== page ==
By virtue of the foregoing arrangements, it is often possible to perform interleaving and de-interleaving using the same buffer. In this scenario, the transfers to and from the register are used to perform column interleaving.

The present invention also addresses the deficiencies of the prior art by providing a complete system for decoding an input signal using a single buffer and a single decoder.

Thus, in a still further aspect, the invention is directed to an apparatus for decoding input data. Input means inputs coded data, and a buffering means inputs, stores and outputs data. First register means stores a portion of the data output from the buffering means, and first read/write means controls writing of the data into the first register means and reading of the data out of the first register means so as to change the order of the data. Decoding means decodes a combination of at least part of the coded data provided by the input means and the data read out of the first register means. Second register means stores data output by the decoding means, and second read/write means controls writing of the data into the second register means and reading of the data out of the second register means so as to change the order of the data, with the data read out of the second register means being stored in the buffering means. Third read/write means for transfers the data out of a portion of the buffering means into a third register means, coupled to the buffering means, and then transfers the same data from the third register means back into the same portion of said buffering means, but in a different order, and repeats the transferring steps for different portions of the buffering means.

The foregoing summary is intended merely to provide a brief description of the general nature of the invention. A more complete understanding of the invention can be obtained by referring to the claims and the following detailed description of the preferred embodiments in connection with the accompanying figures.

BRIEF DESCRIPTION OF THE DRAWINGS

FIG. 1 is block diagram showing a conventional turbo encoder.

FIG. 2 is a block diagram showing a conventional turbo decoder.

FIG. 3 is a block diagram illustrating a representative embodiment of a turbo decoder according to the present invention.

FIGS. 4A and 4B illustrate a flow diagram of the processing performed by the system illustrated in FIG. 3.

DETAILED DESCRIPTION OF THE PREFERRED EMBODIMENTS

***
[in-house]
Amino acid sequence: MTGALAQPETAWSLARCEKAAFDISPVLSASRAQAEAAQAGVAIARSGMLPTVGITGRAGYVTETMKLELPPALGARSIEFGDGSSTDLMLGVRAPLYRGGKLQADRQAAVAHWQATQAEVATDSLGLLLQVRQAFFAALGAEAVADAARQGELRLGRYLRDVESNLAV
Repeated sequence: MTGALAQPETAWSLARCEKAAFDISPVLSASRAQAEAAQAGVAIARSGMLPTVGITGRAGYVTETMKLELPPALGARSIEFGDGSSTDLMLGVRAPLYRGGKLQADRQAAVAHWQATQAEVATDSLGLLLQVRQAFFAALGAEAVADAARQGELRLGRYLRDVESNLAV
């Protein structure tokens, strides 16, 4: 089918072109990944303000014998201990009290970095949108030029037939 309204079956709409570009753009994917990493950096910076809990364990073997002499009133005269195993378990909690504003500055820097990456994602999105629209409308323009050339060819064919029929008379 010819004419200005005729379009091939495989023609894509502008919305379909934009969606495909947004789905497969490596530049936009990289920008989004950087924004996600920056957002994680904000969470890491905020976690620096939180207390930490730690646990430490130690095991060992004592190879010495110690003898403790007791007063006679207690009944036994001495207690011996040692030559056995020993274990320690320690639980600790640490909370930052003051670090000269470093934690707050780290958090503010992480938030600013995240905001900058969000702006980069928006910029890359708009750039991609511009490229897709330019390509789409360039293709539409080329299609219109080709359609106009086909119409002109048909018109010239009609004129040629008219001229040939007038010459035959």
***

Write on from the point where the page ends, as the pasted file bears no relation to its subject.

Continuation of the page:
FIG. 3 illustrates a system 80 for decoding turbo code according to a representative embodiment of the present invention. Included in system 80 is a channel de-interleaver 52, which includes a channel de-interleaver buffer 52A and an intermediate buffer 52B. Data read from intermediate buffer 52B are input into APP decoder 82, together with a feedback signal L(uk). Connected to the output of APP decoder 82 is column register 84 which stores a column of symbols. Under the control of control logic 98, write circuit 86 reads the column of symbols from column register 84 and writes them into buffer 88. Buffer 88 stores a block of symbols in connection with performing both interleaving and de-interleaving processes according to the present invention. Row register 90 also is connected to buffer 88 and is used for temporarily storing a row of symbols, as described in more detail below. Control logic 92 is connected to row register 90 and effects the transfer of a row of symbols from buffer 88 to row register 90 and then the transfer of those symbols from row register 90 back to buffer 88, also as described in detail below. Read circuit 94 also is connected to buffer 88 and reads data from buffer 88 under the control of control logic 98. The data read by read circuit 94 are written into column register 96, also under the control of control logic 98. The output of column register 96 is then fed back into APP decoder 82 as either L(un) or L(uk), depending upon the phase in which system 80 is operating. Also provided in system 80 are adder 62 which may be identical to the corresponding adder 62 shown in FIG. 2 and hard decision module 64 which may be identical to the hard decision module 64 shown in FIG. 2.